September 21, 2010

Mad Women: Nobody Seems To Care

Filed under: Gender,Mad Women,Media,Recaps — Tags: — Rachel @ 10:01 pm

While most recaps focus on the entire aspect of a show, this one’s going to be a little bit different.  As this is a feminist blog deconstructing images and portrayals of women in pop culture, why spend an entire post rambling on about the men of Sterling, Cooper, Draper, Price.  Instead, these recaps will focus on the women of Mad Men – the main ladies: Peggy, Joan, and Betty, and any new additions or guest stars – hence the title “Mad Women.”

I find it more and more difficult to be a fan of Betty as this season progresses.  I understood where she was coming from by leaving Sally with Don after he called her, but I completely disagreed with the approach she took.  Her annoyance at every single thing Don does is getting tired.  I think the writers are spending too much time on the surface of her behavior, and not enough with the issues that lie underneath.

It was interesting to see Joan’s reaction to her husband (Mr. Asshole) going off to war.  Also, while Joan was chastising Roger for wanting to take her out after buying her the at-home spa treatment, she was wearing his “favorite dress.”  (He made a comment to her during the Christmas party episode, telling her to wear the red dress with the bow.)  It made it somewhat unsurprising that they got together again a few hours later.

It was incredibly sad, while listening to Peggy’s sentiment about what it’s like for a woman in the corporate world, to realize almost nothing has changed in that regard in the last 45 years.  I wonder if during the rest of this season we’ll see her rebelling at work, or trying to find a way out.  She’s working in an environment where the top priority has been, is, and likely will always be, money.  The people she works with aren’t interested in social issues, the bottom line is whether they’re getting paid, and if an account is from a company that has a sexist, racist policies, actions, and behaviors – as long as they’re writing a check to Sterling Cooper Draper, Price, who cares?

Sally and Faye
Sally’s storyline on last night’s episode was absolutely heartbreaking.  She’s so desperate to spend time with her father that she ran away from home, and hopped the subway.  I was hoping when Don took her to the lobby that he would end up telling Betty that Sally would stay with him from now on.  From the portrayals of Sally’s relationship with her mother and Henry, it’s really not surprising that she wants out.

I don’t think Don was testing Faye by having her talk to Sally, but rather it was a symptom of a personality flaw – when he panics, he defers to the issue to a woman, rather than actually addressing the problem of why Sally is screaming in his office.  I like the fact that there are now two female characters in the office who have decided not to take the “traditional” life path expected of them.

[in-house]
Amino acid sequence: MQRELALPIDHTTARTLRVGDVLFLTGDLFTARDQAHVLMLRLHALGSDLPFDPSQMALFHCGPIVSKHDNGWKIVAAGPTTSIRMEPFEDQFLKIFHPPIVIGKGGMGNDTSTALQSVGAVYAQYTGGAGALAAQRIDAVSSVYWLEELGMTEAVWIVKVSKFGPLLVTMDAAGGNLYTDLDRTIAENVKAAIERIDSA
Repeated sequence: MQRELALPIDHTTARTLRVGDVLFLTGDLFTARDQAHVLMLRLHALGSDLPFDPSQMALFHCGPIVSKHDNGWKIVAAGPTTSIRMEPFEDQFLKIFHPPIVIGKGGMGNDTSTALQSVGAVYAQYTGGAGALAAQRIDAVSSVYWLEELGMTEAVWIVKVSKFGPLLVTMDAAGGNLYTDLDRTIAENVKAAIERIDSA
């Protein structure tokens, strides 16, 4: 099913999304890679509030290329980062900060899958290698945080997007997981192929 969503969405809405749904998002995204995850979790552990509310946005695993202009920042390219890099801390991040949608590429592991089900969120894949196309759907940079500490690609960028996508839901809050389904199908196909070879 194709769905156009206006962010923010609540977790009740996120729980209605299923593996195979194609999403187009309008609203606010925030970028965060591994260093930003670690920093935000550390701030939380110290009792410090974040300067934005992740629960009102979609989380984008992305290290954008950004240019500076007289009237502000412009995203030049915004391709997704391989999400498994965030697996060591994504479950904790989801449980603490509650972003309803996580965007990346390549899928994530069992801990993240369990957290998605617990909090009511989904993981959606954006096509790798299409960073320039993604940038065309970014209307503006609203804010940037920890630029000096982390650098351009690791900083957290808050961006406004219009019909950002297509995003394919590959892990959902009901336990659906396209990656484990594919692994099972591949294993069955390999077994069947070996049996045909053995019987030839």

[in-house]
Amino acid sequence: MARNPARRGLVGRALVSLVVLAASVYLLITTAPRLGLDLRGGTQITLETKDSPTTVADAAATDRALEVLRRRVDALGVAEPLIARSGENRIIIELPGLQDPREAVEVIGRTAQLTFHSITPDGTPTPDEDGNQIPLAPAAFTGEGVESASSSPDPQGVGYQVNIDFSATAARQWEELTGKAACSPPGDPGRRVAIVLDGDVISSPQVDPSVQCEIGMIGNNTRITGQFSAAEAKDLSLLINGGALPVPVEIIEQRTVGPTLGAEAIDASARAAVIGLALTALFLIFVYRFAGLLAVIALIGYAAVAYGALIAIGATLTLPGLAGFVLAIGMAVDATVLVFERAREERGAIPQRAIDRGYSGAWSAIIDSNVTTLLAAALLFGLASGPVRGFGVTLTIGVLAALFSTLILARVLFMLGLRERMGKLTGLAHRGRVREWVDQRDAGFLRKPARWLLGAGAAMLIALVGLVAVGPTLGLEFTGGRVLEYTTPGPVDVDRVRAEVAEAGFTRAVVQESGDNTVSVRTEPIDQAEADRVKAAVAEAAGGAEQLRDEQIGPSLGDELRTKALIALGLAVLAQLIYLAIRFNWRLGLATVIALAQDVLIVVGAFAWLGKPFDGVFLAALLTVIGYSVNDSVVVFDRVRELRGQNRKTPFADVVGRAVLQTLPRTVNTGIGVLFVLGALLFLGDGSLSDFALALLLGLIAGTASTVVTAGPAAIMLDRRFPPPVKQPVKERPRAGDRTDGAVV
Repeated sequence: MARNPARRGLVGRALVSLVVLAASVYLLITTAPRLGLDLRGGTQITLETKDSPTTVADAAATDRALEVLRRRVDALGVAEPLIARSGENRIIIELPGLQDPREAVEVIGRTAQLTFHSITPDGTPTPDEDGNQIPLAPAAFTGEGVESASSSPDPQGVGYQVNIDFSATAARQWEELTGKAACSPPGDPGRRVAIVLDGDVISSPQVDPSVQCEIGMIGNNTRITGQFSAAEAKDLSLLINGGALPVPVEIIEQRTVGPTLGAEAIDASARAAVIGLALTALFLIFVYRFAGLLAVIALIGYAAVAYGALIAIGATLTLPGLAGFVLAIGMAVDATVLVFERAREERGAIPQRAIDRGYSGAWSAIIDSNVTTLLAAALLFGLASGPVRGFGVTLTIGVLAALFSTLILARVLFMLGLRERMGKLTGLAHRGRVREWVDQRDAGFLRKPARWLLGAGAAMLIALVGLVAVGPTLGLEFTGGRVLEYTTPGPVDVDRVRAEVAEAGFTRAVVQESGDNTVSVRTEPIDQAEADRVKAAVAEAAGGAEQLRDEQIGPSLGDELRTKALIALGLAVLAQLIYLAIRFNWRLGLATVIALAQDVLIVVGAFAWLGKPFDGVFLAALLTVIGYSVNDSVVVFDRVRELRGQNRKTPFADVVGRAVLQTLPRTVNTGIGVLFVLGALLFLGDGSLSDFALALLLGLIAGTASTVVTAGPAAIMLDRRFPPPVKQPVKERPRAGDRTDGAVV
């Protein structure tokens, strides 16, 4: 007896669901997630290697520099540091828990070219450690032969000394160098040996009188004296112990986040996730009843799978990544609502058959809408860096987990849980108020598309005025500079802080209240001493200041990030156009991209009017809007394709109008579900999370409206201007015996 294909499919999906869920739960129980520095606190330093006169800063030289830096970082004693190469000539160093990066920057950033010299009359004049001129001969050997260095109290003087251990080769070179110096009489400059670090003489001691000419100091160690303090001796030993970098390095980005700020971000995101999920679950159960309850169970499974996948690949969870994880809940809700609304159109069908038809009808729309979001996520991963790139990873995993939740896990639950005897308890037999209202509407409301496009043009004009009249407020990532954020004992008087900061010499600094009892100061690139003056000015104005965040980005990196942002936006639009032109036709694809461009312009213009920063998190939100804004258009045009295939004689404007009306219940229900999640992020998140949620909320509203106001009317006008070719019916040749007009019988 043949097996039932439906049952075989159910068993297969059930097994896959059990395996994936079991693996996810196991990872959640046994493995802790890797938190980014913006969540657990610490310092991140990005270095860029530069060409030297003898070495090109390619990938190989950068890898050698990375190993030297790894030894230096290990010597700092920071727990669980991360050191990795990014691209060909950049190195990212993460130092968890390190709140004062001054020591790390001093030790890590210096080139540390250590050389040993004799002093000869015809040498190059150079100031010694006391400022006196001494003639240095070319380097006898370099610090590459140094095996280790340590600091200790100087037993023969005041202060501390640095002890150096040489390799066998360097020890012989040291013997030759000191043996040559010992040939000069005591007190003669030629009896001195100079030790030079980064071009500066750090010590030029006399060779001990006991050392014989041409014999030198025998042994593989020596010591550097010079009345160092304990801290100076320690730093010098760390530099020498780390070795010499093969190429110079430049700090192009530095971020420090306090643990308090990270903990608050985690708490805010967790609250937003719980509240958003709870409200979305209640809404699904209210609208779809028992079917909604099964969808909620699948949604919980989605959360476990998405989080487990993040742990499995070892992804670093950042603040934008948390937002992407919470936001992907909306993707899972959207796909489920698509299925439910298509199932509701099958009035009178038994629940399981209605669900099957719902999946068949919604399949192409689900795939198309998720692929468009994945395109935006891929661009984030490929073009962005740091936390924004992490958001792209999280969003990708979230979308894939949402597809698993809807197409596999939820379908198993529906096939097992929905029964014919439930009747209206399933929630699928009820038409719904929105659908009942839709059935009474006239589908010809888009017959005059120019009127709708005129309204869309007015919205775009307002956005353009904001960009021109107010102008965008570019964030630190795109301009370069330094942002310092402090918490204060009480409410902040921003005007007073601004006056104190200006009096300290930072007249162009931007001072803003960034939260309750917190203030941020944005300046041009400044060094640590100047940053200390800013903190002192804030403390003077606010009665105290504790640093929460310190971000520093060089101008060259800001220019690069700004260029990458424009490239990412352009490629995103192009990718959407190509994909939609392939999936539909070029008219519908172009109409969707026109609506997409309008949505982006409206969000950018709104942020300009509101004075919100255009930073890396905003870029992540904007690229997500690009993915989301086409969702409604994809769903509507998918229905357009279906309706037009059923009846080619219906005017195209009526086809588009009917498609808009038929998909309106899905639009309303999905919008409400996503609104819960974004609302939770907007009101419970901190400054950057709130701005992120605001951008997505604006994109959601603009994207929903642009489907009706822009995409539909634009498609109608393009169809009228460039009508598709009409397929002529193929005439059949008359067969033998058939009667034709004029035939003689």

I was shocked that Mrs. Blankenship died, and it was interesting to see Bert’s and Roger’s reactions – this season has dealt a lot with Roger’s issues with growing older, and her passing made him face it directly.

Leave your thoughts on Sally’s meltdown, Peggy’s moral dilemma, and anything else from this week’s episode in the comments.


  1. My favorite scenes from the last 2 episodes were the conversations that provided further insight to women’s constricted opportunities and impinged opportunities. The elevator scene between Peggy and Joan and the conversations between Peggy and that liberal dude interested in dating her were awesome! This week’s closing scene with the 3 women in the elevator proved that this show is truly about the women. As for Mrs. Blankenship, I felt the producers felt Don had an older secretary long enough and it was time to fill the chair with another young hottie. Anyone, anyone? As for Don and Faye- I agree that he wasn’t testing her and it was a sign of a character flaw on his part. I’ve also never seen him as open or affectionate with a women and I predict the potential Peggy pairing will not be explored for several seasons. I knew after that Don-Peggy episode we wouldn’t be revisiting that storyline for quite some time.

    Comment by Melanie — September 21, 2010 @ 10:20 pm

  2. I just wanted to say how much I love writing your comments on the women of Mad Men. I appreciate it greatly.

    I also wanted to say something about Betty. I also have struggled to like Betty in this season, but that’s the point. It’s a perfect set-up for much deeper thinking, don’t you think? I think that the writer(s) are doing a great job at depicting the mother/daughter relationship of this era. Susan Faludi, in the most recent issue of Harper’s discusses how at this time girls grew up hating their mothers because of the exact way Betty parents. Mad Men continues to impress me with references such as these. My mom was Sally’s age at the same time of this season and she says she can relate.

    Thanks again for your run-downs each week!


    Comment by Jessica — September 24, 2010 @ 6:54 pm

  3. Oh side note, I just want to clarify that S. Faludi isn’t talking about Mad Men in Harpers – she wrote an article on the generational differences/divides of feminism. It’s a great read.

    Comment by Jessica — September 24, 2010 @ 6:55 pm

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